For the HIV confirmatory blood test, “we ask which facility is closest to them or ask if they feel more comfortable going to their primary care physician,” Melgoza explained. The staff checks back with the person over time to ensure they are linked to needed services from community partners and Corazón.

Treating the whole person

In addition to providing HIV and STI testing, Corazón strives to help the whole person with information on housing, employment, insurance and food, including providing immigrants who live in the Berwyn/Cicero community with referrals to agencies that help with these matters.

“We are well known in Cicero as an agency that works in the community with over 60 community partners that promote our services,” Melgoza said. “A lot of people, especially right now with COVID-19, need resources for food. We can provide many different services for that population.”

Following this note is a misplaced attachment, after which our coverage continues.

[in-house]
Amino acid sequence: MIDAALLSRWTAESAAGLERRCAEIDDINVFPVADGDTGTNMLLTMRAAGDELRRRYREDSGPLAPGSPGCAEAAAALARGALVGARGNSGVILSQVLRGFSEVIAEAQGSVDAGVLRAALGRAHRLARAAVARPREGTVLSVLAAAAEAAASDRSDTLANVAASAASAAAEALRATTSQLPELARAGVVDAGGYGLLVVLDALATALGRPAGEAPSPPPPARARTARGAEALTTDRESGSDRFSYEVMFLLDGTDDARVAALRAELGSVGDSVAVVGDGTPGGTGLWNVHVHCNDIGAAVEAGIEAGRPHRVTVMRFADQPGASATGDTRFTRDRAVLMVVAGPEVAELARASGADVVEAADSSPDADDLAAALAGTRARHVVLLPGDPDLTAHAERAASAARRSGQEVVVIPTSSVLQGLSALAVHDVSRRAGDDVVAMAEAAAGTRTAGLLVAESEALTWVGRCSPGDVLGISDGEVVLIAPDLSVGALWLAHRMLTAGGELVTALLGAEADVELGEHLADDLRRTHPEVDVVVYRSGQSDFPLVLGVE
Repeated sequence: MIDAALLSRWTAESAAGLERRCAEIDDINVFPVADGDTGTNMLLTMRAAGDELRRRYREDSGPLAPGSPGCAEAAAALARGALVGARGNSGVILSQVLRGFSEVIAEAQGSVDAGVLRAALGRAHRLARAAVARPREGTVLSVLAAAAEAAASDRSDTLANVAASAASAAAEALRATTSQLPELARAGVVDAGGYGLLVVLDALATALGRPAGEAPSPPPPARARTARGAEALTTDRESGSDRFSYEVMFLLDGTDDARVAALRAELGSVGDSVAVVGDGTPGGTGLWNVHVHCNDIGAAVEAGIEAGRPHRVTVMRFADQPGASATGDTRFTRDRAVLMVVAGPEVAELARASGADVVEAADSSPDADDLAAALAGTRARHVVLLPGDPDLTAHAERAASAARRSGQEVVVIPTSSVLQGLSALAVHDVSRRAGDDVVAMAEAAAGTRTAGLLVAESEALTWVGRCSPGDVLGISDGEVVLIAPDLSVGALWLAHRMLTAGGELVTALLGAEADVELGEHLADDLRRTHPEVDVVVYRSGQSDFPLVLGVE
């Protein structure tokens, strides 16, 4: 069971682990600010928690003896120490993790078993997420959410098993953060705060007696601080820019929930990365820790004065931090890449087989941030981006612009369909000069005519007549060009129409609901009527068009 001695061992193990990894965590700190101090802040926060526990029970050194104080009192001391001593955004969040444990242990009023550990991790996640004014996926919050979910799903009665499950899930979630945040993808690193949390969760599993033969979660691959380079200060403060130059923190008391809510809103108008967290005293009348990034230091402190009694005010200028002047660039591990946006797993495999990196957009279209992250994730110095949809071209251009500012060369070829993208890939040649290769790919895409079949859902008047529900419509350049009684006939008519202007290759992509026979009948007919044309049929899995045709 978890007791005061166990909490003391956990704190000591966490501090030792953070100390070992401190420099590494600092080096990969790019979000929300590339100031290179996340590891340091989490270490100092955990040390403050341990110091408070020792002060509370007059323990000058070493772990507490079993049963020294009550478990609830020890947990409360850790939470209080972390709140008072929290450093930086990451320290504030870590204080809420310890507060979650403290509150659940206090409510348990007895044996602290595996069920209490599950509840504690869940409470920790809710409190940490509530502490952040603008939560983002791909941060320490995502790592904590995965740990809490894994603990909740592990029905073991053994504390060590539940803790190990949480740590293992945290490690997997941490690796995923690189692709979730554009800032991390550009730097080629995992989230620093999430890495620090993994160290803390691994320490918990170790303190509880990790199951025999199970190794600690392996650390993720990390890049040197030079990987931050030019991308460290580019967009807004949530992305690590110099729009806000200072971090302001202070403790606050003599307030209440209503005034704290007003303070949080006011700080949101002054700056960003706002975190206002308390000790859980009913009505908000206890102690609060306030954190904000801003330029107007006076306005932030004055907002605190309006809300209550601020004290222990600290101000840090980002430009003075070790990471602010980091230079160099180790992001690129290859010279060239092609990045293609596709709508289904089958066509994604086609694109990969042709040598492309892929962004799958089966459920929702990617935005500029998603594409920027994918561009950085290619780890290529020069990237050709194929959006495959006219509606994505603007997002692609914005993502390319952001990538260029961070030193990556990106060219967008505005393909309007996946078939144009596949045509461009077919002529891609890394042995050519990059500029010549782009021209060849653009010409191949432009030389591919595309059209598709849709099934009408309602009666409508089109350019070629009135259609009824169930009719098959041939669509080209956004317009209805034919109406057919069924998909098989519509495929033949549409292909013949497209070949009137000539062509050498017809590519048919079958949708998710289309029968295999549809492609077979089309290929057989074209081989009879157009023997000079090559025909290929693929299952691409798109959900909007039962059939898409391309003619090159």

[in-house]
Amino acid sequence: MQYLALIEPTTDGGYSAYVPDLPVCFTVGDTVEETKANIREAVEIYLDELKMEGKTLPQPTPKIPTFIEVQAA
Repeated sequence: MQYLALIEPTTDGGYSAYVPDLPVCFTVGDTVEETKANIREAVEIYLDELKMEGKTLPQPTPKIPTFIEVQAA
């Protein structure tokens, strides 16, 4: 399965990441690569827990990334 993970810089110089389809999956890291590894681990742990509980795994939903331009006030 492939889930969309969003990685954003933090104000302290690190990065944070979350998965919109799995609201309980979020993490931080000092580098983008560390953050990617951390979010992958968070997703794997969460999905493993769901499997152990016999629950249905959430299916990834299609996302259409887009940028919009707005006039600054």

Individuals without health insurance may not realize that they can obtain pre-exposure prophylaxis (PrEP) without coverage, said Melgoza. The Corazón staff spends time at numerous community events with educational materials about PrEP, safer sex, and other services available to persons living with HIV. She also explained that individuals are often fearful of linking to health services due to their immigration status.

Beyond the online and posted flyers promoting its HIV services, Corazón relies on social media platforms, such as Facebook, Twitter, and Instagram. “We even promote on Grindr and Jack’d, which are two social networking apps that many in our LGBTQ+ populations tend to use. I know they are grateful and they thank us when they come in for sharing information on those sites with them,” Melgoza stated.

To encourage regular testing for HIV and STIs, Corazón may provide persons who come in to get tested a $10 gift card, an incentive that they appreciate and that encourages regular testing. “We take a non-judgmental and sex-positive approach to HIV prevention,” Melgoza said.